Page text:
A lot can change in 12 months. At this time last year, Western nations dominated the annual ranking of the world's most competitive countries prepared by the IMD business school in Lausanne, Switzerland. Now, in the most recent ranking released May 19, five of the top 10 are from the Asia-Pacific region. Emerging-power China, ranked No. 18, has gained ground, even as No. 3-ranked U.S. and No. 22-ranked Britain slipped in the global pecking order.
"For the first time, we're seeing the creation of a self-sufficient economic block of developing countries," says Stéphane Garelli, director at IMD's World Competitiveness Center and co-author of the World Competitiveness Yearbook 2010. "They have money, markets, technology, and global brands that didn't exist 10 years ago."
The eastward shift isn't likely to end soon. While Europe struggles to rein in gaping budget deficits and the U.S. continues to suffer from high unemployment, most emerging economies have weathered the economic downturn better—and are now back to work. Commodity-rich nations such as Brazil and Russia are benefiting from rising prices for everything from iron ore to oil to soya beans. Such manufacturing giants as China and India are tapping into growing domestic markets, fueled by emerging middle classes eager to spend their renminbi and rupees.
"Local investors who previously would have taken their cash overseas are looking at investment opportunities at home," says IMD's Garelli. "The U.S. and Europe have to realize the investment money just isn't coming back."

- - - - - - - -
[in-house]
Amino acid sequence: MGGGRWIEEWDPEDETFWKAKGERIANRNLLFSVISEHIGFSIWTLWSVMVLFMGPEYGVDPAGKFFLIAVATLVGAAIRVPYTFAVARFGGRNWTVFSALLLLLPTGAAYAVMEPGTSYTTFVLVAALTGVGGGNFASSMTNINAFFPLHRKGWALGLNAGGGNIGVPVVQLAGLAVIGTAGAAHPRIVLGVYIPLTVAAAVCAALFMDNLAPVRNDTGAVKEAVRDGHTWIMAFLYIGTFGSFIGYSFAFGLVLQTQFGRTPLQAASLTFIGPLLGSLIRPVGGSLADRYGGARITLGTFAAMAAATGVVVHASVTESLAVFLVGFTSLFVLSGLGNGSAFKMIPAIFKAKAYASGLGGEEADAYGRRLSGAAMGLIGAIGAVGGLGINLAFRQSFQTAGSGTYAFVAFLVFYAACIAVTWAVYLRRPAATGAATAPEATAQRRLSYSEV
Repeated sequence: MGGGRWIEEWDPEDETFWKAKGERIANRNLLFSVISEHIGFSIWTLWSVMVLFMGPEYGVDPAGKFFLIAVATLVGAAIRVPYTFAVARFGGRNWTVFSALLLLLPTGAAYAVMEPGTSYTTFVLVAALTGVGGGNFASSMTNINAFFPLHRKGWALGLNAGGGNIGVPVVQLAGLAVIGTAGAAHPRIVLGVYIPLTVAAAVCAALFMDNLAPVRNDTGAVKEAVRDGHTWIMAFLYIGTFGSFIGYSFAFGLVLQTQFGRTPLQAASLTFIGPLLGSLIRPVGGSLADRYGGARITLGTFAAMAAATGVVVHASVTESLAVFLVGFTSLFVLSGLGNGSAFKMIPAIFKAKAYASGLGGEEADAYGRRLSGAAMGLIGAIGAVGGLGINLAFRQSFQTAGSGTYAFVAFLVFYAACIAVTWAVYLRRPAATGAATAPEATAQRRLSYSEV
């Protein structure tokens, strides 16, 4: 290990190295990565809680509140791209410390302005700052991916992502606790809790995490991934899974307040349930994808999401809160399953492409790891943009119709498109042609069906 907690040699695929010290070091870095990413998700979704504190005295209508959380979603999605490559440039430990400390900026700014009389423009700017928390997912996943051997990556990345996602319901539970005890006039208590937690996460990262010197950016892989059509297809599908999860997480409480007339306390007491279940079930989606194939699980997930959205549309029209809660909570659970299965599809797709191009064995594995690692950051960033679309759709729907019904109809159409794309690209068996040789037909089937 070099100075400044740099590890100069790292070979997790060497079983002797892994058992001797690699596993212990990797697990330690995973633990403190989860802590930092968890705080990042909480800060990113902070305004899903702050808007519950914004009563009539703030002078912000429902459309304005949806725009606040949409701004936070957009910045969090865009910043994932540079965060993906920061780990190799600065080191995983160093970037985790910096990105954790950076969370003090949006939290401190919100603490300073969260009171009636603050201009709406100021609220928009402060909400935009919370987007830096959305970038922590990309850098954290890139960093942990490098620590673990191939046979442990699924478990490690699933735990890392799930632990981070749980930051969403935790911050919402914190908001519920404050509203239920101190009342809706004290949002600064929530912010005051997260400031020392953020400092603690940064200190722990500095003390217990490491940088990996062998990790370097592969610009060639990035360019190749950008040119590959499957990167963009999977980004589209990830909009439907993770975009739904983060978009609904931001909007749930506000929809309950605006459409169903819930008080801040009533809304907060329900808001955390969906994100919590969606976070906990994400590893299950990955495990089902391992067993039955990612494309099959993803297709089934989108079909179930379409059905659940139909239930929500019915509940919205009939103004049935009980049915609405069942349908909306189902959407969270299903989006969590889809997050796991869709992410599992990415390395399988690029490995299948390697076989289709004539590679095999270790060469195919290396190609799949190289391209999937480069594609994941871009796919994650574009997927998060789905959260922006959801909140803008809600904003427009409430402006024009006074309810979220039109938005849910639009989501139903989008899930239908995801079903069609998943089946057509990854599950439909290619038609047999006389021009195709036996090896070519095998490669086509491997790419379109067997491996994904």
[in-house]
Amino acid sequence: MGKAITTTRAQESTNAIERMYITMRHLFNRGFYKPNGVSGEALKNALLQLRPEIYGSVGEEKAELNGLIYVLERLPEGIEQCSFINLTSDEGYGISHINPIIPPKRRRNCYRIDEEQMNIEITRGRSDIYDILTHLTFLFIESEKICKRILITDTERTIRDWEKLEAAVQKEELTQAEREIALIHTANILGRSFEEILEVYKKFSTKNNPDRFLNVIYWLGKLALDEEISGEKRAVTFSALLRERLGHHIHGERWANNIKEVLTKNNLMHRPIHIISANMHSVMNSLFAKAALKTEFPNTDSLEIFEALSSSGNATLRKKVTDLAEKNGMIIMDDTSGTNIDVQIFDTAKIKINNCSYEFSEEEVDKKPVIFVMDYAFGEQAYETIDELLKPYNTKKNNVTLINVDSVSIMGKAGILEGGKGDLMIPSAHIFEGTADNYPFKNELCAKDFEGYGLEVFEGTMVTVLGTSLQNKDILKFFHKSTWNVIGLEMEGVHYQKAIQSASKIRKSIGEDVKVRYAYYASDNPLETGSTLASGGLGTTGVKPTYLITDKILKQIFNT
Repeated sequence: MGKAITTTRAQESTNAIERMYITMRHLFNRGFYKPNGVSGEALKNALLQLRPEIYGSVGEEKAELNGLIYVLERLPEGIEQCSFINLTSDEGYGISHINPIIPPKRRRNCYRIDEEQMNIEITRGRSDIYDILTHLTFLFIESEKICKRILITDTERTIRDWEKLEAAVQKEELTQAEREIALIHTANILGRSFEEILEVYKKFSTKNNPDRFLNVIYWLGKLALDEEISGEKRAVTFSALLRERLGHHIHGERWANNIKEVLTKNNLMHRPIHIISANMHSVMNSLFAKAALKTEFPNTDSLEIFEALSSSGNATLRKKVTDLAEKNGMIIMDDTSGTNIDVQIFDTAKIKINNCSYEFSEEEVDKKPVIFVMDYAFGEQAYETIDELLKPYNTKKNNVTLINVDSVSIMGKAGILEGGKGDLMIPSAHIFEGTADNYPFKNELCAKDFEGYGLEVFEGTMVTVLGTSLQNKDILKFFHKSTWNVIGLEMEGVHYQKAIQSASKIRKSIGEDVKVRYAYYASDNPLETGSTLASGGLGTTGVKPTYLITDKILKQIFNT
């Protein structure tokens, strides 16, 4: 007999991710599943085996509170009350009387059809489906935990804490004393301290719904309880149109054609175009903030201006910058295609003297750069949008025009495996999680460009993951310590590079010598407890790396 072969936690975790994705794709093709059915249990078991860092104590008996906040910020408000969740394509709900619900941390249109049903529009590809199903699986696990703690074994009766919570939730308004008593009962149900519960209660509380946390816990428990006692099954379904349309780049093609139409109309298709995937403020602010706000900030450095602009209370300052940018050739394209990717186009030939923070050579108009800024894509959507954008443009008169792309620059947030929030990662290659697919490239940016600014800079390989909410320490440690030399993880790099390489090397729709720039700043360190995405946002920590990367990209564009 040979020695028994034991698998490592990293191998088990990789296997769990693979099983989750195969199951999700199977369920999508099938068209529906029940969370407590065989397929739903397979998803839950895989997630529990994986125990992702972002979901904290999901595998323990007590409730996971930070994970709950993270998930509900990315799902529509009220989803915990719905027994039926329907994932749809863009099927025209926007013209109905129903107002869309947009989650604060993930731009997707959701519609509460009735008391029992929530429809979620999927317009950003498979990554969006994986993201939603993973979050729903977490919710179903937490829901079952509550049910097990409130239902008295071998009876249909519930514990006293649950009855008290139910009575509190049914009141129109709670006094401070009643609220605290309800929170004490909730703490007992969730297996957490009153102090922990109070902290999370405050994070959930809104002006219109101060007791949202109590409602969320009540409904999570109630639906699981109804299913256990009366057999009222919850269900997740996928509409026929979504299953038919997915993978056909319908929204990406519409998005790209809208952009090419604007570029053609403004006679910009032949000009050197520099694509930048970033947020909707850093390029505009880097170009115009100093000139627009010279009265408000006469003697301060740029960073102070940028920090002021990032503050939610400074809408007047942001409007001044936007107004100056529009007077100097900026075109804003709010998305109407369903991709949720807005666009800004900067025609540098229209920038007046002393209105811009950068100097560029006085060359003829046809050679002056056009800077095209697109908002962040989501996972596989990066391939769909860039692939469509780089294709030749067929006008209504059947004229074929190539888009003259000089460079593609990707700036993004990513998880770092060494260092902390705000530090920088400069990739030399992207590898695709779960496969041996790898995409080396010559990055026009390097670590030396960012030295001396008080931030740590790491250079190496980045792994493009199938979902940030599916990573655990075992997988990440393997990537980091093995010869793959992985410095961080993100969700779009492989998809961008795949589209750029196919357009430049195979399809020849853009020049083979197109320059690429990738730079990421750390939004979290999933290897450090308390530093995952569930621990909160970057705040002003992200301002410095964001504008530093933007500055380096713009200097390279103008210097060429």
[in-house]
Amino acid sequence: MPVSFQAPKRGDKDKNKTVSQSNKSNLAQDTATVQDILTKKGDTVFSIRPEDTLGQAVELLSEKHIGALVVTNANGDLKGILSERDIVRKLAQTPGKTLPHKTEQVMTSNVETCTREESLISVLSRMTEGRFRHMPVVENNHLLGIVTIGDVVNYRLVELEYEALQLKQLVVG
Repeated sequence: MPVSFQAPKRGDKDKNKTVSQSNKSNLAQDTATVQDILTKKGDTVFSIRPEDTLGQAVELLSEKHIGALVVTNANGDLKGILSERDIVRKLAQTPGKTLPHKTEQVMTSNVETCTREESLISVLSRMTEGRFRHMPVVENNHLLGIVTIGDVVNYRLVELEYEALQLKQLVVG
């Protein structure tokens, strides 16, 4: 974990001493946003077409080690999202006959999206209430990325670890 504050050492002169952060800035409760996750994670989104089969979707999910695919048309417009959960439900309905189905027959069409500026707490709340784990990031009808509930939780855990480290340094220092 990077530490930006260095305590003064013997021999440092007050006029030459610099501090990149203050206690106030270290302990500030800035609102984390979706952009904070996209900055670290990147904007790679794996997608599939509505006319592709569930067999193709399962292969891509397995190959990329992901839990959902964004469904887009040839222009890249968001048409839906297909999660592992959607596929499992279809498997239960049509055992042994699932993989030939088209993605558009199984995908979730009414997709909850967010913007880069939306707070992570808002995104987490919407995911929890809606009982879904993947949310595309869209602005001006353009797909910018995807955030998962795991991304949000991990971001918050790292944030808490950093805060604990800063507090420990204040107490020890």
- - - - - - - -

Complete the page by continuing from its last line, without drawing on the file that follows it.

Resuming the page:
World's biggest loser: Europe
The Swiss school's 2010 competitiveness yearbook will make for tough reading in the West. Based on a detailed analysis of economic output, government and business efficiency, skills, and infrastructure, the researchers ranked 58 of the world's economies to determine which are best-placed to succeed in the 21st century economic race. For the first time in 17 years, the U.S. lost the top spot, falling behind Singapore and Hong Kong, respectively. Australia, Taiwan, and Malaysia are additional Asia-Pacific countries that scored in the top 10.
The biggest loser in this year's rankings is Europe. Despite a combined gross domestic product of almost $15 trillion and a total population of nearly 500 million, only three Old World countries—Switzerland, Sweden, and Norway—broke into IMD's top 10 this year. Perennial stars Denmark, Finland, and the Netherlands dropped out of the top 10, replaced by Taiwan and Malaysia (as well as by Norway, which is outside the EU and euro zone). The continent's largest economies, Germany (No. 16), United Kingdom (No. 22), and France (No. 24), remained well outside the top 10; France alone among the three gained ground, rising four rungs. IMD attributes the Old World's relatively poor showing to high levels of government debt, a weakening infrastructure, and continued inefficiencies in European labor markets.
The U.S. may be better positioned to come back. While IMD finds grounds to criticize U.S. business regulation and government policy, the country retains two major global advantages, Garelli says. First is the sheer size of the domestic economy—far and away the world's largest; when GDP growth returns in earnest, the U.S. will be able to leverage its bulk into competitiveness gains. The U.S. also benefits from having the world's most advanced research and development capability and highest-ranked infrastructure. "We can't sell the U.S. short," Garelli says. "Once the [economic] turnaround takes hold, the country should bounce back relatively quickly."
For an introduction to the top 10 countries and others of interest in the IMD 2010 World Competitiveness Yearbook, check out our slide show.
Click here for a look at the results of IMD's 2009 competitiveness ranking.
Click here for an alternative competitiveness ranking from 2009, prepared by the World Economic Forum.
Click here for a look at the results of IMD's 2008 competitiveness study.